Alexandre Magno, author of the book ”How Creative Workers Learn", gave a masterclass at the Scrum Gathering Portugal 2016 showing the power of the practices that emerge from the inside of an organization instead of being imported from the outside.
Alexandre Freire’s QConSF session focused on Modern Agile’s framework and suggested ways to implement them within an organization. He emphasized that the underlying culture must support these practices, or the practices will be forced and not lead to creating awesome teams.
To remain agile while offshoring software development, you have to invest time to make agile practices work under conditions where they are not supposed to work. Giving up is often not an option; you need to stretch agile practices by going back to the principles and collaboratively find ways to scale them and make them work effectively in a distributed environment.
At the recent Agile 2016 conference, InfoQ spoke to Kyle McMeekin about the real world challenges around software testing in agile development, the push to have more test automation and how exploratory testing is different from and more effective than scripted manual testing.
Good engineering practices are the tools that help agile teams to deliver shippable products. Although many engineering practices have proved to be effective, they are not as widely used as they should be. Agile anti-patterns like the software testing ice-cream cone, accumulating technical debt and functional silos prevent teams from delivering a potentially releasable product.
Truly agile is what you are, and to become agile you need to overcome paradigms, argues Arie van Bennekum, co-author of the agile manifesto. It takes "being agile" and not "doing agile" to achieve success. Agile is an interaction concept based on the values and principles of the agile manifesto. Technology facilitates agile working, but tools don’t make you agile.
Woody Zuill gave a keynote on Mob Programming at the first Mob Programming Conference. He spoke to InfoQ about the common questions people ask, different ways to introduce Mob Programming, the main problem of the IT industry, the other activities where mobbing can fit, and the purpose of mobbing.
The Agile Consortium has launched the MarComs chapter which aims to exchange knowledge on agile among marketing and communication professionals. InfoQ interviewed Jeremy Curtin, one of the founders and chair of this initiative.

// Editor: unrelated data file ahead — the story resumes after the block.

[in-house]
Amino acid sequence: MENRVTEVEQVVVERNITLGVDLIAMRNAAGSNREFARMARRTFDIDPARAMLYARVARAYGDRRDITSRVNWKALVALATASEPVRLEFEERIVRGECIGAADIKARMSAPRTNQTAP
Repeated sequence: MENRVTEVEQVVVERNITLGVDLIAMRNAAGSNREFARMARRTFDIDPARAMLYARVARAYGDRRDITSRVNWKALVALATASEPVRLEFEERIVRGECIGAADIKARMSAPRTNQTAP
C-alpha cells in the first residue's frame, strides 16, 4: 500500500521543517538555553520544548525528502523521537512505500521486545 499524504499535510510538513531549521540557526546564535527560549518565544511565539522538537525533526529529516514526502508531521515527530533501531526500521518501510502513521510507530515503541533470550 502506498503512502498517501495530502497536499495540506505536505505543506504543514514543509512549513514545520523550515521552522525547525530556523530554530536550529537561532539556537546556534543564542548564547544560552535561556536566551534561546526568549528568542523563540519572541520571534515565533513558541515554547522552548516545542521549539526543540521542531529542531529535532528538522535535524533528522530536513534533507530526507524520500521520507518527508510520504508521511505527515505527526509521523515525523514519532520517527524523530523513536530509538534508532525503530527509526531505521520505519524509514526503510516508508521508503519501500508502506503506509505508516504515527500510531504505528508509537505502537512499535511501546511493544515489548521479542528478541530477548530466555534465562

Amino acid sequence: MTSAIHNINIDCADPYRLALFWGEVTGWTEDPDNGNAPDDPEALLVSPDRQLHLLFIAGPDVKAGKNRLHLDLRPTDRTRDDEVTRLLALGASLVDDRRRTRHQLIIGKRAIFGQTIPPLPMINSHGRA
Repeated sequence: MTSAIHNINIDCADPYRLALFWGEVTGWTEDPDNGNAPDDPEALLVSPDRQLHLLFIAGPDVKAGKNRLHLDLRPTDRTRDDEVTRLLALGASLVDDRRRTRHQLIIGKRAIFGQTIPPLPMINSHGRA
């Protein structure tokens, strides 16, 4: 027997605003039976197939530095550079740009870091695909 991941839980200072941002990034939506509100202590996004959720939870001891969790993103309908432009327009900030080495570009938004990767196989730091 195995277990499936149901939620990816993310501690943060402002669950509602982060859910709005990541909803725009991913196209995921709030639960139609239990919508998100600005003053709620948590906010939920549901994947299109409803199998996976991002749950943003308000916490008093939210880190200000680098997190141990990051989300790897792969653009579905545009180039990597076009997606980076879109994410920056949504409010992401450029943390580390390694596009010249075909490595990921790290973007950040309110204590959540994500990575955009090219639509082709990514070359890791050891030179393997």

Eduardo Nofuentes talked about agile beyond software at 1st conference in Melbourne, Australia. He explored how you can deploy the agile principles and values outside software development, and gave examples of how he has used them to increase business agility when working with call centres and other non-software teams.
An interview with Erin McManus and Ryan McKergow about the need for business analysis in agile, how agile impacts the role of the business analyst, the changes that they have seen in business analysis when agile is being adopted, and specific business analysis practices that that they can recommend for agile teams.
The state of testing survey aims to provide insights on a number of aspects of the testing profession. Reviewing things like the adoption of test techniques and practices, test automation, and many of the other challenges that testers are facing today. The survey, made by testers for testers, is organized by Joel Montvelisky from PractiTest together with Lalit Bhamare from Tea-Time with Testers.
Nexus is a framework for developing and sustaining large software development projects. The Nexus Guide can be used next to the Scrum Guide to scale Scrum and support the integrated effort of multiple software development teams.
The state of testing 2015 report shares results from this year's testing survey that was organized by Joel Montvelisky from PractiTest and Lalit Bhamare from Tea-Time with Testers. It provides insights in the adoption of test techniques and practices, test automation, and the challenges that testers are facing. InfoQ did an interview with the organizers of the survey.
InfoQ interviewed Andrea Provaglio about business models for execution, optimization and discovery, dealing with uncertainty and leveraging it to create business value, understanding both value and cost, growing a discovery mindset, and creating a culture where people have the courage to make mistakes and can learn from them.
Last week the AgileWelly meetup group hosted an OpenSpace event in which over 100 people participated in examining topics under the theme "Agile Adolescence: The Growing Pains". Over the course of the day over 25 sessions were held which explored factors ranging from deployment of continuous delivery to actors that result in highly motivated teams.